From Imperial Splendour to Internment (Kindle)
The German Navy in the First World War
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This important new work describes how the Imperial German Navy, which had expanded to become one of the great maritime forces in the world, second only to the Royal Navy, proved, with the exception of its submarines, to be largely ineffective throughout the years of conflict.
The impact of this impotence had a far-reaching effect upon the service. Germany, indeed most of Europe, was in the grips of a spirit of militant nationalistic fervour, and the inactivity of the great Imperial Navy caused deep frustration, particularly among the naval officers. Not only were they unable to see themselves as heroes, they were also ridiculed on the home front and felt profoundly humiliated. With the exception of the one sea battle at Jutland, their ships saw little or no action at sea and morale slowly collapsed to a point where, at the end of the war, the crews were in a state of mutiny. The seemingly ludicrous order that forced the fleet to go to sea against the British in 1918 was driven by a sense of humiliation, but coming at the war's end it triggered a revolution because the German sailors wanted no part in such madness. The internment at Scapa Flow was the ultimate shaming.
This is a fascinating and perceptive analysis of a whole era, and it contributes substantially to our understanding of the war and its consequences – consequences, sadly, that helped pave the way for the Third Reich.
Minor niggles in what is otherwise an excellent account of what made the High Seas Fleet ‘tick’.Warship 2017 - reviewed by Aidan Dodson
This is a most welome book. The highlight of this book is Wolz's dramatic recounting of Rear Admiral Ludwig Reuter's scuttling on the interned High Sea Fleet as Scapa Flow on 21 June 1919. It is written in a lively, personal style and spares no reputations.International Journal of Maritime History Volume 28(2) - Holger H. Herwig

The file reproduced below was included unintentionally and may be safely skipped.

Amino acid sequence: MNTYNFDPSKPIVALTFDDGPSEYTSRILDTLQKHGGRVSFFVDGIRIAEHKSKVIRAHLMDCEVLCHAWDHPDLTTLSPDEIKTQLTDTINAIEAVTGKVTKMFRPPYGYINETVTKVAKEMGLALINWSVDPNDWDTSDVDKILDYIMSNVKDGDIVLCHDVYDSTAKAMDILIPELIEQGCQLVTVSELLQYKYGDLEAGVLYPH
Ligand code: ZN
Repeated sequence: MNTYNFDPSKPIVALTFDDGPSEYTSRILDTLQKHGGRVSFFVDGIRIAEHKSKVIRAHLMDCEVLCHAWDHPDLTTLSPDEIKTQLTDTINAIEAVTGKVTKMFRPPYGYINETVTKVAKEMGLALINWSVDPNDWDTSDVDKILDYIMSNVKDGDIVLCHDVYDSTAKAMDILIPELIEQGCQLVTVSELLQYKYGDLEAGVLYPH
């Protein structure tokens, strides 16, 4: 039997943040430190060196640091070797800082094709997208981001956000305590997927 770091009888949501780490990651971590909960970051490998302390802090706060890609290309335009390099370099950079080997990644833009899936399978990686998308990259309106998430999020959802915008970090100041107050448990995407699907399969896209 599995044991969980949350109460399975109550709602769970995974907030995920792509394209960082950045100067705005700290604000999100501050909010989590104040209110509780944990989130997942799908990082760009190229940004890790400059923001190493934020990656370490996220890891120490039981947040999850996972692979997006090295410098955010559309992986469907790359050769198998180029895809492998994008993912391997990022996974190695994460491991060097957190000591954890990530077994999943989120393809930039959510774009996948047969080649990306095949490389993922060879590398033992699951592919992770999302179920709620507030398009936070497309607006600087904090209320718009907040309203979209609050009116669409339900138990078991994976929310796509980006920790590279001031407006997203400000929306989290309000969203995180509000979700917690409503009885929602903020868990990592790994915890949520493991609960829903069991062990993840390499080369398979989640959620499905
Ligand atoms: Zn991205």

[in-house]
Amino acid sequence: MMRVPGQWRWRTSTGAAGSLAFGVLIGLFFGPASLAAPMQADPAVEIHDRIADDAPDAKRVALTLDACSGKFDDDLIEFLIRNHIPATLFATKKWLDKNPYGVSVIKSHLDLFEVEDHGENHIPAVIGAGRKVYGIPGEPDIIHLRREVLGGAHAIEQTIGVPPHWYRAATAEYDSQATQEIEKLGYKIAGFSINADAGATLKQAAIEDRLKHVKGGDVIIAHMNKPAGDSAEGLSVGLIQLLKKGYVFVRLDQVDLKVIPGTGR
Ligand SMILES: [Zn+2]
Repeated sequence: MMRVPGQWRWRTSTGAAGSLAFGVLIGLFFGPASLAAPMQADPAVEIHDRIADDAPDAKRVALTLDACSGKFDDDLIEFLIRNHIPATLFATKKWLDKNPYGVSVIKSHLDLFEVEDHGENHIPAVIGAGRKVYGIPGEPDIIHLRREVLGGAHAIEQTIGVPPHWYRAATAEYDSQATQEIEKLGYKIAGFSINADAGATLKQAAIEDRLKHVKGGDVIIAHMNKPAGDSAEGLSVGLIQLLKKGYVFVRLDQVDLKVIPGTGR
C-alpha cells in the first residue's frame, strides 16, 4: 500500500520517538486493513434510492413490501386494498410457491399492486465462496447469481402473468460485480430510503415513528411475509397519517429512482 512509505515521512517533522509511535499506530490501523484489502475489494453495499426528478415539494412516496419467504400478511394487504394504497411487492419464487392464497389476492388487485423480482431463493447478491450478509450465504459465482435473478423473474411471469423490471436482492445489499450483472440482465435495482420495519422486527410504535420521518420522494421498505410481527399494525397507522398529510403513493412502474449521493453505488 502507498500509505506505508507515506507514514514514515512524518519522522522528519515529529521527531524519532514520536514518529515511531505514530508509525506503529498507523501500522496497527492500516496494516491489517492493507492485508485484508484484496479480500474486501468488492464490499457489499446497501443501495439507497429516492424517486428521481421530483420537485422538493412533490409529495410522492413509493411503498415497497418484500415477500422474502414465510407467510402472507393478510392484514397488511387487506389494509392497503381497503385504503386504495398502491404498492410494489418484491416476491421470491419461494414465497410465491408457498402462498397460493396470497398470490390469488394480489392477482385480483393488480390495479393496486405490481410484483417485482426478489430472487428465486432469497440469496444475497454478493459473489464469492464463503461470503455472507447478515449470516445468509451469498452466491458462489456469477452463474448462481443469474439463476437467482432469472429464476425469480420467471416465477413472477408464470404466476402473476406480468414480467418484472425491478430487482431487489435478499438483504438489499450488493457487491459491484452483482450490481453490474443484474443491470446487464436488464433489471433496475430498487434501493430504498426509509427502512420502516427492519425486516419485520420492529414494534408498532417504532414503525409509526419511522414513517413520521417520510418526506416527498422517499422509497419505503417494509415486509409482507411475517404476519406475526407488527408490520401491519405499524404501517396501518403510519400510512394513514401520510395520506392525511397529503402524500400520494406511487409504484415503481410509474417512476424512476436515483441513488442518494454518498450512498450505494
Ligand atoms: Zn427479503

This well written, authoritative work describes how the Imperial German Navy, which had expanded to become second only to the Royal Navy, proved, with the exception of its submarines, to be largely ineffectual during the war. With the exception of one battle, Jutland, the High Seas Fleet saw little or no action at sea and by the end of the war the crews were in a state of mutiny. A fascinating book and well worth reading.The Great War Magazine
This important new work describes how the Imperial German Navy, which had expanded to become one of the great maritime forces in the world, proved, with the exception of its submarines, to be largely ineffective throughout the years of conflict.Warship World
The reasons for the German Navy's demise is well known. However, this is an important new view of the war at sea from a social history and political viewpoint. The author's German nationality adds a high level of credence to this very thoughtful work... From Imperial Splendour to Internment is a fine book worthy of consideration by all students of naval history.Australian Naval Institute
A well-written and informative examination of the Imperial German Navy, from its birthrights after the War of 1879 until its demise, culminating with the entire High Seas fleet of seventy-four ships lying at the bottom of Scapa Flow during the internment following the signing of the Treaty of Versailles. This book allows us a fascinating insight into the hearts and minds of German and British sailors who lived through the experience of being at sea during the First World War. I highly recommend this book to anyone interested in the Imperial German High Seas fleet or the naval history of WWI.MSC Reviews